unlike most modern myths, it’s a myth that is actually mythic

  • Yep, returning war heroes cleaning out the closet (and local heroes) might have been a bit uncomfortable, perhaps:)

    I read the LOTR once a year or thereabouts, and generally feel misty-eyed when the ships sail for the West

  • Eric Olsen

    me too, that’s where we found out that part of the “purpose” of the great journey was to prepare the other three hobbits to lead the Shire beyond the idyllic, passive provincialism of the past and to take charge of their own destinies.

    I understand the time and attention constraints facing Jackson, but the absence from the movie of any ass-kicking back home was my only real disappointment with the whole trilogy

  • Scouring.

  • Was is Scouring or Razing ?

  • I liked the hug scenes for exactly the same reason. Made for a great time to weep tears of joy and relief; my son and I both hugged and cried throughout. Still, given a choice, I would have rather seen the Scouring of the Shire.

  • I sat through RoTK for the first time during a midnight showing and had had about three hours of sleep the previous night, working on my grad school thesis.

    I was like, Come On Already!

  • Bennett

    Yeah, but in the book, the return to the Shire is where Merry and Pippen show some of the steel they earned in battle, and a very poignant confrontation with a much reduced Sauruman (Sharkey).

    One of my favorite “post Mt Doom” moments.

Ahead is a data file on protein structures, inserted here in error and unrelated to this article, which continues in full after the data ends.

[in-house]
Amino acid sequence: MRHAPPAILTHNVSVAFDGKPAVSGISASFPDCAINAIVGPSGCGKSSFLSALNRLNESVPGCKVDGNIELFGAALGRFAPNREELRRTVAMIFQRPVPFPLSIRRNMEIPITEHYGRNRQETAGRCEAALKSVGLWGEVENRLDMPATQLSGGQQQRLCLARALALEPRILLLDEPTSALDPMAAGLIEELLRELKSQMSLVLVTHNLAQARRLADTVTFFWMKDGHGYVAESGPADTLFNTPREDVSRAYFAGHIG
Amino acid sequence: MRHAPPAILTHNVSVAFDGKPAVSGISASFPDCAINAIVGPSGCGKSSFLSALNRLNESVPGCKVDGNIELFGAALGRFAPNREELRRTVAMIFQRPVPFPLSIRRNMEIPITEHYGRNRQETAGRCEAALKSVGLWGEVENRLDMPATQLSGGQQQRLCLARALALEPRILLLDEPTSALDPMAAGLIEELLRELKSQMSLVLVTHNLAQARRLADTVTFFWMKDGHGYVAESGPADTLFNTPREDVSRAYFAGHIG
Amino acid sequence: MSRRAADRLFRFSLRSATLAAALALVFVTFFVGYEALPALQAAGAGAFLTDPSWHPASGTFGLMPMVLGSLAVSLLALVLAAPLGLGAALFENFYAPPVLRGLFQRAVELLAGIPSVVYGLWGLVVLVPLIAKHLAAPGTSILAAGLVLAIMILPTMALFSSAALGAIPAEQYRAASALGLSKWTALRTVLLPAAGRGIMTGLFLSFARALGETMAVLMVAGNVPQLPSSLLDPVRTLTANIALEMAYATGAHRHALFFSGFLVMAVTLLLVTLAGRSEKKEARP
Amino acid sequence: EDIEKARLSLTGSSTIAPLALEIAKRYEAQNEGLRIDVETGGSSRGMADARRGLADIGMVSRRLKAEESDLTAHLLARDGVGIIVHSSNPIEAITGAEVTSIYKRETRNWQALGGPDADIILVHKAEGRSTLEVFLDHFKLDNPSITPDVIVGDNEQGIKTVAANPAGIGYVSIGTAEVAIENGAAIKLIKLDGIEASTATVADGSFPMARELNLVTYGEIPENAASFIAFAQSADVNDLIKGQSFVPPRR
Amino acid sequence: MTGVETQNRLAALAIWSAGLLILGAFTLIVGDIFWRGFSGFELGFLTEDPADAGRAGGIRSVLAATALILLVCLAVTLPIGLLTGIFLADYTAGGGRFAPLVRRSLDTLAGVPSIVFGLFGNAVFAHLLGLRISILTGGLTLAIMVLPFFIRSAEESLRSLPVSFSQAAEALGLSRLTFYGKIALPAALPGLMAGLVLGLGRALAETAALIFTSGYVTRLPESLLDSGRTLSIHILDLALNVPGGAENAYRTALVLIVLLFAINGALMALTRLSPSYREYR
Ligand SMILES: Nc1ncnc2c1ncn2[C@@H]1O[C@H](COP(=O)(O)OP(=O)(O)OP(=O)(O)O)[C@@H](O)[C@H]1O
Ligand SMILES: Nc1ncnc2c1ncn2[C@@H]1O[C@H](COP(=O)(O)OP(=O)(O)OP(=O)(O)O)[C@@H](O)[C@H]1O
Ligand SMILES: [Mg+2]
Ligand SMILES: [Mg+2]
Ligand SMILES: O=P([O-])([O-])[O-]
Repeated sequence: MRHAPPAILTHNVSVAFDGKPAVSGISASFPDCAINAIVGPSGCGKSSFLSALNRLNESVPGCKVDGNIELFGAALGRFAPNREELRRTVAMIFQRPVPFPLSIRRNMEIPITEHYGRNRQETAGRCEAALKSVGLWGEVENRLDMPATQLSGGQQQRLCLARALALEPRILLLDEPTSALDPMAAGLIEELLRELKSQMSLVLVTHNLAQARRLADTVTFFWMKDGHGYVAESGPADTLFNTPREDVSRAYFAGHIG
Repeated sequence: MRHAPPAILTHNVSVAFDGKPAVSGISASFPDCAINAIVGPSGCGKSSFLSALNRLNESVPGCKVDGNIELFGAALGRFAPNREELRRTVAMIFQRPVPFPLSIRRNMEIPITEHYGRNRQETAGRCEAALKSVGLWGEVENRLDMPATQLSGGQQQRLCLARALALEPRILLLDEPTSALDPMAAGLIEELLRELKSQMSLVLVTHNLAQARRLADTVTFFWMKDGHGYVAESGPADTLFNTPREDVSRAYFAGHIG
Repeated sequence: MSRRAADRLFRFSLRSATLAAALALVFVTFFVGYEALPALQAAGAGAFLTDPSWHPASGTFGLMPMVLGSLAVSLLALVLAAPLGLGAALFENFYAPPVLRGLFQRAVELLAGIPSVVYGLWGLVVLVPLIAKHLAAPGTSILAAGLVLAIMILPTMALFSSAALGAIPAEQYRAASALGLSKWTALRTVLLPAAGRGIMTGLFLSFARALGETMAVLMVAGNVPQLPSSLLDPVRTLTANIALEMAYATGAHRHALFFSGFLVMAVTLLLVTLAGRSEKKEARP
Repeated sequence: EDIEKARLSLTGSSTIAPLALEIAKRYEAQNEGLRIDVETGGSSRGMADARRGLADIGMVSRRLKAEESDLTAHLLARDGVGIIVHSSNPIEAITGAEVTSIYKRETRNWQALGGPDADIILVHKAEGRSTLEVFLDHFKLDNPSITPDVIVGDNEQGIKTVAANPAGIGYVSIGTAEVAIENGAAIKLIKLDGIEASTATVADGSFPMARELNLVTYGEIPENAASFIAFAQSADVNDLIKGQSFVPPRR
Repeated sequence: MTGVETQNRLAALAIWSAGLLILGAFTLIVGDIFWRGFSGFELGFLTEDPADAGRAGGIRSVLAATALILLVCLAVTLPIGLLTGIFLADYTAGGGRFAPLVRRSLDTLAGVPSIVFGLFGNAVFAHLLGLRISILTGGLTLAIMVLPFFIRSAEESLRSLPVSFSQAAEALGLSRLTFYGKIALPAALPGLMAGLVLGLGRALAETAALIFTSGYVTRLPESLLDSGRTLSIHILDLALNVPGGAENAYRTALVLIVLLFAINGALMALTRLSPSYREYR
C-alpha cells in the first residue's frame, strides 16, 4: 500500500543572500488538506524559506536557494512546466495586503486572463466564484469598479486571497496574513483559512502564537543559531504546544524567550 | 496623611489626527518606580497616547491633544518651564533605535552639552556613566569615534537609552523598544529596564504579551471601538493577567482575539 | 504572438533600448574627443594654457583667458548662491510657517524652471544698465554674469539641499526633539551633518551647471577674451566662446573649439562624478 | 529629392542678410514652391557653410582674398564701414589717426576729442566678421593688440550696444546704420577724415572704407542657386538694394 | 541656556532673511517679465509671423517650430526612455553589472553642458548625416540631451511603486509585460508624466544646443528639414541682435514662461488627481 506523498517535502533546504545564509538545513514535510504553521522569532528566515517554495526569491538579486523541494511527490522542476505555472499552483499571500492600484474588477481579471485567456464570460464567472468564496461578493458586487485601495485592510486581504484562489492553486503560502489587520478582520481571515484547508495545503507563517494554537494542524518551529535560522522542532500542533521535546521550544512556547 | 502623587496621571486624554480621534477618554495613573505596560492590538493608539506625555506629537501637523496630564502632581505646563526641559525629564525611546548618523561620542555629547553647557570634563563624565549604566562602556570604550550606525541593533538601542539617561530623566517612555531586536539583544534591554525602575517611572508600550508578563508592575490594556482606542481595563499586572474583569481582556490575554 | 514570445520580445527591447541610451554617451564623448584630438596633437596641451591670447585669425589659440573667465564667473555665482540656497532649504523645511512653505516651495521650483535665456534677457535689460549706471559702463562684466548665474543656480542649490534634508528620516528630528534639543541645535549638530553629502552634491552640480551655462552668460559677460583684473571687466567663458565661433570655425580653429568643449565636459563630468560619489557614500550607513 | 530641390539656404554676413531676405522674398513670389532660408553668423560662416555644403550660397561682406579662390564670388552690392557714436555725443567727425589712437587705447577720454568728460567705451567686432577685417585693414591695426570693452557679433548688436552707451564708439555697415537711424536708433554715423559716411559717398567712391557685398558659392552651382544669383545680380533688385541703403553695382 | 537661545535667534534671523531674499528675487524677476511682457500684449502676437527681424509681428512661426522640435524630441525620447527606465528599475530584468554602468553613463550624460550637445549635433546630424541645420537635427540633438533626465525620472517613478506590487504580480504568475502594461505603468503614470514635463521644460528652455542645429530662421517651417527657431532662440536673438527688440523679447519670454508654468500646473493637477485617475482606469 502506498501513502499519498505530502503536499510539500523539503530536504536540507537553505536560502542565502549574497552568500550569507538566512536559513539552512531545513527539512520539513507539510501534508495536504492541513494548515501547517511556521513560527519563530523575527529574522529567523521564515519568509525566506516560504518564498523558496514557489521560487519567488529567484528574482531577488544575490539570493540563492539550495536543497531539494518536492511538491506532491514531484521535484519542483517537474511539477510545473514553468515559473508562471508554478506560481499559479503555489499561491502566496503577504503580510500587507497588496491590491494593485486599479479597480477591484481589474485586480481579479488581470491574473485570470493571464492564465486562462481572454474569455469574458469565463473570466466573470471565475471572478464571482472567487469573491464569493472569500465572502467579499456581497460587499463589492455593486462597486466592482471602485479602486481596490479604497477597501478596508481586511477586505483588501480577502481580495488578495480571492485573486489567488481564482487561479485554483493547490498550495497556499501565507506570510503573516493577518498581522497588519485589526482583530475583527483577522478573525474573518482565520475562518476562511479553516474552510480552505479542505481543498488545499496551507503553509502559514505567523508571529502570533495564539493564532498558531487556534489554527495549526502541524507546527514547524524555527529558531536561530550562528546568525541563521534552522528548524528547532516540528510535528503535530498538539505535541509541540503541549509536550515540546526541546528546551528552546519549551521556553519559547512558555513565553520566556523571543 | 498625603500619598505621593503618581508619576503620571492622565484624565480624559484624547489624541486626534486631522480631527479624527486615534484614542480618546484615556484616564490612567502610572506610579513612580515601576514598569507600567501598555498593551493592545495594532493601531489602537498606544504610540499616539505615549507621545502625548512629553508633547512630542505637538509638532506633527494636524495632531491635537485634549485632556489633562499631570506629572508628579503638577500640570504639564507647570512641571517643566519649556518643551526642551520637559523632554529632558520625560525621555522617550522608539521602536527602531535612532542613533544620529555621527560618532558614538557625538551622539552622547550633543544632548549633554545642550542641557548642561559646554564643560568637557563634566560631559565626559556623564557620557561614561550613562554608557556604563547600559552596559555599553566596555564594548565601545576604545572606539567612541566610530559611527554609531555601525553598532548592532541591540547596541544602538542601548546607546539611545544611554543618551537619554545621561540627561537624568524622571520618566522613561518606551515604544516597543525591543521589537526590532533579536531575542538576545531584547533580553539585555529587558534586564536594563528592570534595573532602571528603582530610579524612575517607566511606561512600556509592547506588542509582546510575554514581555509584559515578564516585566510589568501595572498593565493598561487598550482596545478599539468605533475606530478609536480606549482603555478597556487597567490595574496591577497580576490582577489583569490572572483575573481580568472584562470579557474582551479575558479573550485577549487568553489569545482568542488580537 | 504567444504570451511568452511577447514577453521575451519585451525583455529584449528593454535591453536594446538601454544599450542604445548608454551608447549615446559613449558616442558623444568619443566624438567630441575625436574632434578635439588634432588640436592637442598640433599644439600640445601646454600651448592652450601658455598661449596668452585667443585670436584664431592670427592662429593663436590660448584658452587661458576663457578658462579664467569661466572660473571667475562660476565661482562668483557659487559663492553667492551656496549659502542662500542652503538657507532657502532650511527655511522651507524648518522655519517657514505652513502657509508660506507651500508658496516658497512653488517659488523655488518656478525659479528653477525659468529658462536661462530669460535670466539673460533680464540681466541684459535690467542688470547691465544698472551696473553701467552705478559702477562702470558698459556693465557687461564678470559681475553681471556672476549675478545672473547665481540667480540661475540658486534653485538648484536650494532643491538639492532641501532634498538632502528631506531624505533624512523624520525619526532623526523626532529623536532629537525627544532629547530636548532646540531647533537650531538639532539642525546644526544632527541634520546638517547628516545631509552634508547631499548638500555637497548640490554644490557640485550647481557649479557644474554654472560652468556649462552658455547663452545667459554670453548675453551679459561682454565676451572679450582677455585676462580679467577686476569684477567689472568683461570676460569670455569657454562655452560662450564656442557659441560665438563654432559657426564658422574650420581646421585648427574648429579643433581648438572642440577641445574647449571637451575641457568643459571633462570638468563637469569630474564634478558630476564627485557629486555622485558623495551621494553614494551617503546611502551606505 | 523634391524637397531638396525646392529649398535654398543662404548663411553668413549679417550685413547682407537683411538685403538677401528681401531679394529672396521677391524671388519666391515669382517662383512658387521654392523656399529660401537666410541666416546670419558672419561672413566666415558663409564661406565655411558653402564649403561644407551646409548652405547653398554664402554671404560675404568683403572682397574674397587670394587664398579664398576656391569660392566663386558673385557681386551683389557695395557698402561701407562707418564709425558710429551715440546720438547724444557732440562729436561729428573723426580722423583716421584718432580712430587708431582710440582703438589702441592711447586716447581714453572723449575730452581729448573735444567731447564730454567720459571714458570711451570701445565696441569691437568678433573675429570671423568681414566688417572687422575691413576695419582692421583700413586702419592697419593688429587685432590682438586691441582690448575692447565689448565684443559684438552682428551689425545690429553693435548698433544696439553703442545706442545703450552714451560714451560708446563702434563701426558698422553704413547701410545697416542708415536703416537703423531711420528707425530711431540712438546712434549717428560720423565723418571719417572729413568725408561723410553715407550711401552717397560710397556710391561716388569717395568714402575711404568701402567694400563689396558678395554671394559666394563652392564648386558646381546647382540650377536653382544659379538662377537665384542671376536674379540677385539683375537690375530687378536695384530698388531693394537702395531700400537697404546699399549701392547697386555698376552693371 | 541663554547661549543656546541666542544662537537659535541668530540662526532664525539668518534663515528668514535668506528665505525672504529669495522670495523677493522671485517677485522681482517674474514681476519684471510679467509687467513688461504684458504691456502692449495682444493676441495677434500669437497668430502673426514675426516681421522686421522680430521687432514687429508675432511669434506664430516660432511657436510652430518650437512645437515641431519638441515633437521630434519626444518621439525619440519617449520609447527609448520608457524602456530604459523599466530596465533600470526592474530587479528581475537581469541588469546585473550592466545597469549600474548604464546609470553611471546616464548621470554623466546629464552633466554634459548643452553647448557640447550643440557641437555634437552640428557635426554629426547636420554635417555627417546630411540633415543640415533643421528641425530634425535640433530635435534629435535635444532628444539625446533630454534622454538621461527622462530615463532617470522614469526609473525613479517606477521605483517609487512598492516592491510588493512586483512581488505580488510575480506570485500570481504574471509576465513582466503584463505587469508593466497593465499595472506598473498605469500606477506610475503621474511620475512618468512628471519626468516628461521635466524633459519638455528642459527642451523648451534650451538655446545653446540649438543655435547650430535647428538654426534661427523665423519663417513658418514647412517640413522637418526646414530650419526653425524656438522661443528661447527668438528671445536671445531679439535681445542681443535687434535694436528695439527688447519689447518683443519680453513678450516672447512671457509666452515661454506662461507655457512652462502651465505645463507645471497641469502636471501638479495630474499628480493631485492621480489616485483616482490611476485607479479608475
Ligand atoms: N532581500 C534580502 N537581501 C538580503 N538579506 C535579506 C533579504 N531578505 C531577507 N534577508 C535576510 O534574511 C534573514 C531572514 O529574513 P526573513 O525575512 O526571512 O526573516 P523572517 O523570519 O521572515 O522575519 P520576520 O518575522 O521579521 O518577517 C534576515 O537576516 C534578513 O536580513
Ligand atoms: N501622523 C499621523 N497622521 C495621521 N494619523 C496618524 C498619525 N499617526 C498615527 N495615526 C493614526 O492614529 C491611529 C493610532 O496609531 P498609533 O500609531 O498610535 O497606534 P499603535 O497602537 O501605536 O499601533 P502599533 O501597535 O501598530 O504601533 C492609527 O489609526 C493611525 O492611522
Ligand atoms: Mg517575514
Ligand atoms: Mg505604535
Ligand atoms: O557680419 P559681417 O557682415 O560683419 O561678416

• Eric Olsen

    that’s a good point too, Tan

  • Most of my friends hated that scene. But I liked it because I felt it was really that rare moment in the entire trilogy that everyone was at peace. After what turned out to be an almost 10 hour epic, how could you not appreciate the serenity of knowing that your friends survived alongside you. I’m getting chills thinking about it.

  • Eric Olsen

    exactly: he didn’t mean to squish the (insert small furry creature here)

  • bhw

    All I remember is the Looney Tunes version: “I want to hug him and squeeze him and call him George.”

  • Eric Olsen

    those advocates of the Hug Principle should keep in mind the lessons presented in “Of Mice and Men”

  • Billy, don’t let your insecurities spill out so publicly next time.

    There, there, it’s okay. Want a hug?


  • Eric Olsen

    hee hee – Freudian slip?

  • The Thuderbirds fell flat. You must have meant something else 🙂

    Thunderbirds are go !!!

  • Eric Olsen

    don’t forget the puppet version – but will they be able to rise to the vertiginous level of Thuderbirds?

  • Nancy

    …a … a STAGE version? What next, LOTR On Ice? Maybe I should have rooted for the bad guys after all…?

  • :-0

    Of course, you forgot the new imminent stage version.

    No, seriously.

    I envison, appropriately, another “Ring of The Nibelung” (a la Wagner)

  • Nancy

    Oh, & I thought I was the only one in the world thought there was too much sweetness & light in ROTK. Thank god!

  • Bennett

    Nice laughs, this is. I agree with your son. Way to much license was taken at the end of the story.

    Wholesale hug-and-cry-o-ramas, but none of the great stuff from the third book.

    No “Rousing of the Shire”, man I was pissed off at that. Instead, we got weepy weep.



  • Eric Olsen

    thanks Billy, very nice – there’s a lot of damn hobbit-hugging in that extended denouement

  • Funny, enjoyed the spin – of course, our Duke De Mondo has had similar thoughts in the past – the Sam/Frodo connection is deep